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The Green Sheet Online Edition

May 11, 2015 • Issue 15:05:01

White House gets tough on cyber crime

The United States raised the price of cyber crime on April 1, 2015, the effective date for a new set of penalties for cyber criminals. President Barack Obama declared a "national emergency" when he issued an executive order granting additional powers to U.S. government agencies to "respond appropriately, proportionally, and effectively to malicious cyber-enabled activities."

Described as "our latest tool to combat cyber attacks," the order takes aim at individuals and businesses engaged in cyber warfare that "results in significant threats to the national security, foreign policy, economic health or financial stability of the United States."

The new measure is a continuation of Foreign Policy Executive Order 13636, titled Improving Critical Infrastructure Cybersecurity, and signed in February 2013. It introduces harsher penalties for cyber criminals. The Secretaries of the Treasury and State now have the authority to seize property, extradite, or imprison individuals or businesses involved in malicious activities.

Security analysts hail government oversight

Mark Wayne, Executive Vice President of Governance, Risk and Compliance at Michigan-based ANX eBusiness Corp., welcomed additional government oversight of cyber threats in the business community.

"Before, the government did not generally get involved in an isolated credit card data breach until after it had already happened," he said, noting that his team has seen on a weekly basis how new forms of malicious software infiltrate POS systems within retail businesses to steal customer credit card information.

"With multiple, enterprise-level data breaches occurring in the last few years, including the Target and Home Depot breaches, the demand for cyber security has rapidly escalated from an IT team discussion to the executive boardroom concern, and now it has reached the White House," Wayne added.

Zero tolerance for cyber fraud

The following fraudulent activities against U.S. critical infrastructure, companies or citizens could be subject to the government sanctions:

  • Harming or significantly compromising the provision of services by entities in a critical infrastructure sector
  • Significantly disrupting the availability of a computer or network of computers (for example, through a distributed denial-of-service attack)
  • Causing a significant misappropriation of funds or economic resources, trade secrets, personal identifiers, or financial information for commercial or competitive advantage or private financial gain (for example, by stealing large quantities of credit card information, trade secrets, or sensitive information)
  • Knowingly receiving or using trade secrets that were stolen by cyber-enabled means for commercial or competitive advantage or private financial gain, where the underlying theft of the trade secrets is reasonably likely to result in, or has materially contributed to, a significant threat to the national security, foreign policy, or economic health or financial stability of the United States (for example, where a corporation knowingly profits from stolen trade secrets)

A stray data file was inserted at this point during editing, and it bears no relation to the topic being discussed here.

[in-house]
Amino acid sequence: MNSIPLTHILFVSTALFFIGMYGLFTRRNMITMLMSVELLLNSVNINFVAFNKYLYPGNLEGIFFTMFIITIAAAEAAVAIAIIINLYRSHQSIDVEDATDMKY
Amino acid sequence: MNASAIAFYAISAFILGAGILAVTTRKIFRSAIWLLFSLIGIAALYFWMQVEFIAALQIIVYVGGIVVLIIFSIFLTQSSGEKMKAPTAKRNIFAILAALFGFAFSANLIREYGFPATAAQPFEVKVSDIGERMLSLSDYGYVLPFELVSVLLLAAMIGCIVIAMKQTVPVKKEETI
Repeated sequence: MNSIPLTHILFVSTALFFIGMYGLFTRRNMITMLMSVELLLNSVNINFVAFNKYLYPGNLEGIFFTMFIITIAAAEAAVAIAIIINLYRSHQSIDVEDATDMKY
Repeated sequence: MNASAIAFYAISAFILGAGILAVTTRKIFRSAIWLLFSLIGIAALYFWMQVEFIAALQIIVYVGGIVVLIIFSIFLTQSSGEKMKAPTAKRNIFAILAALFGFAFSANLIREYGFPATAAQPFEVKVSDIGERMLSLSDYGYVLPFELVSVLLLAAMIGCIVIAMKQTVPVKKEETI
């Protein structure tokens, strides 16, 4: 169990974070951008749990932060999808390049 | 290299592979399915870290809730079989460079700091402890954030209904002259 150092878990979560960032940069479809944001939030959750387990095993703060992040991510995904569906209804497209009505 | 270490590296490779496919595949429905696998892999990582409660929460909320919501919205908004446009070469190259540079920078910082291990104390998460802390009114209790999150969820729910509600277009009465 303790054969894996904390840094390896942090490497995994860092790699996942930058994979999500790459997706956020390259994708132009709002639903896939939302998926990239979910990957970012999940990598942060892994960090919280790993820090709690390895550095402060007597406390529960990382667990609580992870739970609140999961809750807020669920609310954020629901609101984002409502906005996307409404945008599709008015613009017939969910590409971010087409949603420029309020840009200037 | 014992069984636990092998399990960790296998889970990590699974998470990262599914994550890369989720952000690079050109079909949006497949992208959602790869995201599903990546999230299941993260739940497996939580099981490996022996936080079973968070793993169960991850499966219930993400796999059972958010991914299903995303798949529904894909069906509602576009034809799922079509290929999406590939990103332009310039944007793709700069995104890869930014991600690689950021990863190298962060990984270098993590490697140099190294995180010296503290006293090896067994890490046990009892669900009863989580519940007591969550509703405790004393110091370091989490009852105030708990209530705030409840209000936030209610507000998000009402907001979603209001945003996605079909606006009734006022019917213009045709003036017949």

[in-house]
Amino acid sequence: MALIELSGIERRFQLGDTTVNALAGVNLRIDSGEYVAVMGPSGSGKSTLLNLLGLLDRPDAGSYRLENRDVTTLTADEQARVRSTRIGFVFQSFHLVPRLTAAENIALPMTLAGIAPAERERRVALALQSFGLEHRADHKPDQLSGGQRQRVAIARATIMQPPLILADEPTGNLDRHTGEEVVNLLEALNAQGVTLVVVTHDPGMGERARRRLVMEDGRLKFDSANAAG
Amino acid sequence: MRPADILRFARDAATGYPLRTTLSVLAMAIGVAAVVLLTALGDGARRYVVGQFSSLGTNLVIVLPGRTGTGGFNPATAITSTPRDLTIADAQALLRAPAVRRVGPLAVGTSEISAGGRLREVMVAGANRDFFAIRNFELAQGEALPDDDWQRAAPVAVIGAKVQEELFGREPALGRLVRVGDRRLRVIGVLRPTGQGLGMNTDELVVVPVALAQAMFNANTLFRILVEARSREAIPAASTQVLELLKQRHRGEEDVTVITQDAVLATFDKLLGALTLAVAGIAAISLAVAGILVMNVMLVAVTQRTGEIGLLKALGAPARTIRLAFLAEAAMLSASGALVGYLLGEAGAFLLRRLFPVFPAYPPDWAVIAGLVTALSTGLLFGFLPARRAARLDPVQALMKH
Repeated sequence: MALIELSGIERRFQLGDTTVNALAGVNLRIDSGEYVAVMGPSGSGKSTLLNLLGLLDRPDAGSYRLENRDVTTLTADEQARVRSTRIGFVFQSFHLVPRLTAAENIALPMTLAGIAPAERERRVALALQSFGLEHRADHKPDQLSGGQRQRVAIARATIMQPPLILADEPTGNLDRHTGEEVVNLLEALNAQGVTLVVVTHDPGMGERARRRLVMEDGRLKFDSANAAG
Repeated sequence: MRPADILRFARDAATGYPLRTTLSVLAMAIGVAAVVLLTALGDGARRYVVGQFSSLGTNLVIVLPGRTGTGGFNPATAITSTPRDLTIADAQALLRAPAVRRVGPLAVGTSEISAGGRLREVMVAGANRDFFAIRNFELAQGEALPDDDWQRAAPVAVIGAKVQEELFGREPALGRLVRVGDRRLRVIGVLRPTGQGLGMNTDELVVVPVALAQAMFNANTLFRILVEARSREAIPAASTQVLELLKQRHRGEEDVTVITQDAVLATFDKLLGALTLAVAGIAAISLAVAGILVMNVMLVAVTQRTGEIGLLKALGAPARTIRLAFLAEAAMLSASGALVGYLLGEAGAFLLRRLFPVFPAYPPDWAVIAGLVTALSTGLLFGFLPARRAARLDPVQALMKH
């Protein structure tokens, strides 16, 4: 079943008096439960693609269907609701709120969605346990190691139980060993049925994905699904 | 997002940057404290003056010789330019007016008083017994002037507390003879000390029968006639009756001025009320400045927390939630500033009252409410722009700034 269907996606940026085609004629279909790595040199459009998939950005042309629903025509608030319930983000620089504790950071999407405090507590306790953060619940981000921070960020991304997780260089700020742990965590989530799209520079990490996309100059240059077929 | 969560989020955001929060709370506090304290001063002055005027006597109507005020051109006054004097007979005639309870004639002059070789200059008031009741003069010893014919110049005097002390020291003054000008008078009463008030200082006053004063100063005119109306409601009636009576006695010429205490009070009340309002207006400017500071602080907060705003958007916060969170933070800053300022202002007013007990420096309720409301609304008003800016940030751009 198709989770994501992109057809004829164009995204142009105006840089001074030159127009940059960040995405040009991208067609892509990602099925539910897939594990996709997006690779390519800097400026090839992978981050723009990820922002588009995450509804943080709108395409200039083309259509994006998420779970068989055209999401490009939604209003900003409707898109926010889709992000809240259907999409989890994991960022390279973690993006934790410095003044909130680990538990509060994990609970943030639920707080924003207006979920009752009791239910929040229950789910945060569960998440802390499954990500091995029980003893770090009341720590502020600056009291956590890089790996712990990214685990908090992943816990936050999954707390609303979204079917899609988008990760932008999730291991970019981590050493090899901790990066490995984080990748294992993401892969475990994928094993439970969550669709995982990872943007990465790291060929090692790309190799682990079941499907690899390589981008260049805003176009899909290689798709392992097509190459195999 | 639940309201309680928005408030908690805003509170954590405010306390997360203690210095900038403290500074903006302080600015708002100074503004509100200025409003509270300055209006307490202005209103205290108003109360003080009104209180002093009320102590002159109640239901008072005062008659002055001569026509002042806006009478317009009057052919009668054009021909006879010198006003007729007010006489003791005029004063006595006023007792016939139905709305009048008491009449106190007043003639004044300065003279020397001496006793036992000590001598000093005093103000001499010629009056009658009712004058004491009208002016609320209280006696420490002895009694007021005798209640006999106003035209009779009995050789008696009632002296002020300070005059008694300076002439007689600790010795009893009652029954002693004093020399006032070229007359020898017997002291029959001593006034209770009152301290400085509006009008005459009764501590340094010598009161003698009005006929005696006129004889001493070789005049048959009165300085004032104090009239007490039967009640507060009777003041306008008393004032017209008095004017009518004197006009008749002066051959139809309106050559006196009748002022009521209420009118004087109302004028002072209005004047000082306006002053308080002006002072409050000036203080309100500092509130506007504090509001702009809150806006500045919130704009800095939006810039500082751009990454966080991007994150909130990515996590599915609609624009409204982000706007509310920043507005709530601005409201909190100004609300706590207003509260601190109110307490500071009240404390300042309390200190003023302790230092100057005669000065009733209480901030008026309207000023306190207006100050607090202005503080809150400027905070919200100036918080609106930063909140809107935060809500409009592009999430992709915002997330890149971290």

• Attempting, assisting in, or providing material support for any of the above harms

Protecting infrastructure, security resources

White House author and blogger Michael Daniel described the guidelines and penalties as appropriate for the information age where broadband communications are ubiquitous in both the public and private sectors.

"Our focus will be on the most significant cyber threats we face – namely, on actors whose malicious activities could pose a significant threat to the national security, foreign policy, economic health or financial stability of the United States," Daniel wrote.

Daniel stressed that the sanctions will target only the malicious actors whose actions undermine U.S. national security, not the victims of cyber attacks, and certainly not security professionals. He reassured security analysts that Qualified Security Assessors and researchers would not become inadvertent targets of investigations during their performance of routine assessments and scans.

Broader, long-range effort to fight cyber crime

"This executive order supports the administration's broader strategy by adding a new authority to combat the most serious malicious cyber-threats that we face," said President Obama.

Daniel said the executive order was part of "a broad range of tools – including diplomatic engagement, trade policy and law enforcement mechanisms – to address cybersecurity threats."

Following are other strategic government initiatives designed to improve threat detection and protect critical infrastructure:

  • The Cyber Threat Intelligence Integration Center monitors foreign cyber threats within the federal government. It also provides business intelligence to the various government centers responsible for cyber security and network defense.
  • The Department of Commerce's National Institute of Standards and Technology has been working on the Cybersecurity Framework, a key deliverable of the original government mandate for improved security standards. NIST members from government and private sectors have been collaborating to enhance network security while protecting privacy and civil liberties.
end of article

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